Tag: Lord Dunsany


Top Ten Tuesday

Posted 17 December, 2013 by Nikki in General / 1 Comment

Some other blogs I follow do this meme, every Tuesday, and it seemed like a good idea. So! This week the top ten theme picked by The Broke and the Bookish is “top ten new-to-me authors in 2013”. This is pretty hard — I’m rubbish at picking top tens — but hey, with this one I just need to use Goodreads and look among my four and five starred books for this year, and hopefully I should be able to figure something out. They will not, I warn, be in any particular order.

  1. Cassandra Rose Clarke. I loved The Mad Scientist’s Daughter, which reminded me of a more daring, personal The Positronic Man (Isaac Asimov & Robert Silverberg). All sorts of themes which I love, and there’s something so powerfully sensual about it, too — there’s a physicality to it that surprised me and moved me.
  2. Georgette Heyer. I think I may technically have read one or two of her detective novels in 2012, but I kept away from her Regency romances, because I thought that was obviously not my thing. How wrong I was! The Talisman Ring, The Reluctant Widow and The Grand Sophy were probably my favourites. Heyer’s romances are actually way more fun (for me) than her detective novels, and often wickedly funny too.
  3. Karen Lord. I’ve only read part of The Best of All Possible Worlds, but I’m enjoying it, and I really loved Redemption in Indigo. Folk-story type narration and structure, awesome female characters, etc.
  4. Martha Wells. I’ve only read City of Bones, but I loved it. Non-traditional gender stuff, avoids the easy way out, lots of tasty, tasty world building. I think I’ve bought almost all the rest of her books as a result.
  5. Franny Billingsley. Oh my goodness, Chime. Just, oh my goodness. I loved the narration, the magic, the things it said about abuse and surviving and living again. I also enjoyed The Folk Keeper and Well Wished — less so, and they’re less touching/heavy subjects, but they’re a lot of fun too.
  6. Arthur C. Clarke. Yeah, I know, I’m a bit late on this one. But I really enjoyed 2001: A Space Odyssey. I didn’t realise that I’d enjoy his writing style so much — I had him sort of filed away as maybe like H.G. Wells, interesting for ideas but not quite entertaining. Wroooong.
  7. Lord Dunsany. Yeah, again, I know. I read Time and the Gods and am determined to spend more time reading his stuff: it’s just the sort of mythic, rich stuff I can really dig into.
  8. C.J. Sansom. I’ve been meaning to read his stuff for quite a while, but this year I finally got round to it. I enjoy his writing style, and while there are bones I have to pick with the Shardlake books, I do enjoy his way of portraying that time period and his choice of protagonist.
  9. Chris F. Holm. About time another Angry Robot author showed up, doncha think? I love Dead Harvest, etc: it’s funny, it’s a good pastiche of Raymond Chandler, Dashiell Hammett et al., and the covers are amazing. I just had so much fun reading these books.
  10. David Weber. He and Aliette de Bodard fought a fierce battle for this last spot, but he won. I loved On Basilisk Station, despite many flaws I could find in it. I mean, ten pages of exposition slap bang in the middle of an epic space chase/battle. WHAT. But still. I love Honor and I’m looking forward to reading more of the series.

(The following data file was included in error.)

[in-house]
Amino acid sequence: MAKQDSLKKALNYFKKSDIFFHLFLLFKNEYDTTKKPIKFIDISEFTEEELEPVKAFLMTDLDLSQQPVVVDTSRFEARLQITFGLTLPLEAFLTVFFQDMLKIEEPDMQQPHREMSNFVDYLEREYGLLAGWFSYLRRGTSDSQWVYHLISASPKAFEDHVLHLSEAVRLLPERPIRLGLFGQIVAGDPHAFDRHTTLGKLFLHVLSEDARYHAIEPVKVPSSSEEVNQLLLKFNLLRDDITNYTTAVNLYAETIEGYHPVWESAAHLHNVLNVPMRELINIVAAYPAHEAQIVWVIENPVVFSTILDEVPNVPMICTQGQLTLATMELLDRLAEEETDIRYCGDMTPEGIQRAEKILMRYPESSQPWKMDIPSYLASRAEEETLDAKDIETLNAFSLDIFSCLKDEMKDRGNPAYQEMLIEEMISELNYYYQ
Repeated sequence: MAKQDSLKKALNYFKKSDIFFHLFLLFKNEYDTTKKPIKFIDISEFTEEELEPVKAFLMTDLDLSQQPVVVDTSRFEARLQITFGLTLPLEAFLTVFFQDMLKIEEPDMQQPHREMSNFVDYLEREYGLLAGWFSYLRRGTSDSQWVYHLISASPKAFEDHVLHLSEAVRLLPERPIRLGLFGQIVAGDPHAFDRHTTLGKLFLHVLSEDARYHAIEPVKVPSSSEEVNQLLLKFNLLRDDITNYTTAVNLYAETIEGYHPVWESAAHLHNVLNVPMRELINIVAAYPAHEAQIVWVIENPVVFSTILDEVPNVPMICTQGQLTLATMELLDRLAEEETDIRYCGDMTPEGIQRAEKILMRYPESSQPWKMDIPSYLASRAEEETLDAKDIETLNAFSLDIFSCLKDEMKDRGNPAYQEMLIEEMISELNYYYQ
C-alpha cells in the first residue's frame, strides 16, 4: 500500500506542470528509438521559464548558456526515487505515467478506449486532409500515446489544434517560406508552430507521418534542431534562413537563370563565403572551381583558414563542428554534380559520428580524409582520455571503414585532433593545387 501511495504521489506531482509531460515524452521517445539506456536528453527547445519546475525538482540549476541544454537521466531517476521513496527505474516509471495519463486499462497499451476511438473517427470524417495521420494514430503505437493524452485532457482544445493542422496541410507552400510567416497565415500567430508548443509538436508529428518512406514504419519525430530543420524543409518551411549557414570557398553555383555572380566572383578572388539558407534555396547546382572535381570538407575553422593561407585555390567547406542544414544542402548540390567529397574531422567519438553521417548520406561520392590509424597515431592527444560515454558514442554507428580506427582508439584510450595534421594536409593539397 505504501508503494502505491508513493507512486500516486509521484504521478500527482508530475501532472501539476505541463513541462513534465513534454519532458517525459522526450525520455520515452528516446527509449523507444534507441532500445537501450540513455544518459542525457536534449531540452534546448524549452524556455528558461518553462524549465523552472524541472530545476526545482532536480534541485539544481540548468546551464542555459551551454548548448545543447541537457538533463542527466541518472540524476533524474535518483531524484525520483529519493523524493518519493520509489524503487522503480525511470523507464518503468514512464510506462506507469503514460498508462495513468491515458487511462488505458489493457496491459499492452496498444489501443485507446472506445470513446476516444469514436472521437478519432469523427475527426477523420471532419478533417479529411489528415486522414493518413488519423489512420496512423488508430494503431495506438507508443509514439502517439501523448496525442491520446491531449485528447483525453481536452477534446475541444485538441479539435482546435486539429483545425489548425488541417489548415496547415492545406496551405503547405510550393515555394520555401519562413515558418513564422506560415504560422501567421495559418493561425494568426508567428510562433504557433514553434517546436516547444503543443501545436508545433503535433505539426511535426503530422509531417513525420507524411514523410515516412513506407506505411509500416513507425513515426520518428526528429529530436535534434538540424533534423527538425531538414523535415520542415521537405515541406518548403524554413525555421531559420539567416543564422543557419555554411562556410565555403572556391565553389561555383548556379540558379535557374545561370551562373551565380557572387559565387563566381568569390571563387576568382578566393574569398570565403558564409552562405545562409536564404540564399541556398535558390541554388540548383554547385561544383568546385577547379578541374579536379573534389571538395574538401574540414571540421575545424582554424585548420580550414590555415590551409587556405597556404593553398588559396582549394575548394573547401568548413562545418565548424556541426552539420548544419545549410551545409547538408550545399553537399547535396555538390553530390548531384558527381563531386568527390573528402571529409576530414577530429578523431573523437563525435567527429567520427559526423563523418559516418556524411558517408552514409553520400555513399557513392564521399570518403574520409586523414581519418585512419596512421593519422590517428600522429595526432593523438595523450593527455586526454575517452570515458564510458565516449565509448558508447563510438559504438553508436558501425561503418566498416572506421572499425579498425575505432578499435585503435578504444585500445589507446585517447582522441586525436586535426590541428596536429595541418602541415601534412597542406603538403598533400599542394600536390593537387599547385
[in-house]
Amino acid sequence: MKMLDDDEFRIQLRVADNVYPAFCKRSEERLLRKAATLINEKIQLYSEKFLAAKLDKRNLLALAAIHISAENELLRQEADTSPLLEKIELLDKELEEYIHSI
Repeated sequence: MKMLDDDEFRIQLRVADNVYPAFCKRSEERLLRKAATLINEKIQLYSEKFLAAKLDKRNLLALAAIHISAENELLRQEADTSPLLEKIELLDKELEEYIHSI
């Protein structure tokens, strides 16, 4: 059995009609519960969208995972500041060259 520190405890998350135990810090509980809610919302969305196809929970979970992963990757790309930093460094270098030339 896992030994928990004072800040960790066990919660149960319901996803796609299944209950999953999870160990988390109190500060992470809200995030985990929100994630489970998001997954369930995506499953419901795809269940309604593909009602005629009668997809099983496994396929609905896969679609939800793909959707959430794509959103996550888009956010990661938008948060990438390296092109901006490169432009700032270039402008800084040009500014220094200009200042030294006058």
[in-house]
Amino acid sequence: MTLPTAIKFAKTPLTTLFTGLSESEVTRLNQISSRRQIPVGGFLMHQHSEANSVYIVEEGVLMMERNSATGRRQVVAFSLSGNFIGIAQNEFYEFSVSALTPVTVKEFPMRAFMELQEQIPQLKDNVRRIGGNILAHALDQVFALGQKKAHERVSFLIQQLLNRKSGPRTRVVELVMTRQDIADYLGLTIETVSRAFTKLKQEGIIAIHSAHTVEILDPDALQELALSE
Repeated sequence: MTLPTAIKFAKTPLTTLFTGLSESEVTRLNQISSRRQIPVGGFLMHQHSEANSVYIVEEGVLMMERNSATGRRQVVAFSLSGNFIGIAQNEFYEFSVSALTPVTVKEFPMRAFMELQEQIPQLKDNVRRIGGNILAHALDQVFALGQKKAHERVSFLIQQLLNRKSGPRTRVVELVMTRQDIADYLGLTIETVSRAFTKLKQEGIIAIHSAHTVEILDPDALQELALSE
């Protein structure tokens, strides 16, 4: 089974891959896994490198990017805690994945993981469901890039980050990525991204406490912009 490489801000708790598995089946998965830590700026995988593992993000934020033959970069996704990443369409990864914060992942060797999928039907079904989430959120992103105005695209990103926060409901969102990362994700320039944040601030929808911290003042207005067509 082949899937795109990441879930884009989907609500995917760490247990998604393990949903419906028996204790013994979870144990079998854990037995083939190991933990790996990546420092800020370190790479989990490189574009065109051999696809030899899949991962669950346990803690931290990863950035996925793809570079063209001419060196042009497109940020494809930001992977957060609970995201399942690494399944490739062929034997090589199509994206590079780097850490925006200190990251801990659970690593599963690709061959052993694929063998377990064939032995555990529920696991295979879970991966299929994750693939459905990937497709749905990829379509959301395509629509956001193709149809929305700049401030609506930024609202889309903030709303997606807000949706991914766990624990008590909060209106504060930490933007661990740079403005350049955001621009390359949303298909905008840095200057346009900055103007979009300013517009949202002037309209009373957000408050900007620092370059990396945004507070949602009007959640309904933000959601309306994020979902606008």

I’m being good and sticking to the letter of the law: only a top ten. The top ten books I read in 2013 is coming up not next week but the week after: goodness knows how I’ll manage with that. But for now, off I go to bury my nose in the pages of I Am Half-Sick of Shadows (Alan Bradley).

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What are you reading Wednesday

Posted 13 November, 2013 by Nikki in General / 0 Comments

What did you recently finish reading?
The last thing I finished reading was David Levithan’s The Realm of Possibility, which is a prose-poetry novel/collection of short stories. Ultimately I liked it a lot more than I expected to when I realised about the format. Before that, it was short stories by Edgar Allan Poe and Nathaniel Hawthorne, for my SF/F class — and they are really, really boring (to me). Bah.

What are you currently reading?
More homework from my counsellor: Emotional Intelligence, by Daniel Goleman. And I started Time and the Gods by Lord Dunsany today. Other than that, still reading The Holders by Julianna Scott — not sure I’ve even touched it in the last week, oops — and various other ARCs and novels I’ve been partway through for Far Too Long.

What do you think you’ll read next?
I should probably just focus on what I’m already reading… but knowing me, that won’t happen. Right now I’m thinking Fun Home by Alison Bechdel, for a start, and then I should probably catch up with Apex and Beneath Ceaseless Skies…

Books acquired:
Well, today me, Mum and my sister had a bit of a shopping spree, so… Shadowmarch (Tad Williams), Augustus (John Williams), Fun Home (Alison Bechdel), The Algebraist & The State of the Art (Iain M. Banks), A Dance of Cloaks (David Dalglish) and The Ghost Hunters (Neil Spring). Recent ARCs include Poets Translate Poets (ed. Paula Dietz) and Signal to Noise (Neil Gaiman & Dave McKean).

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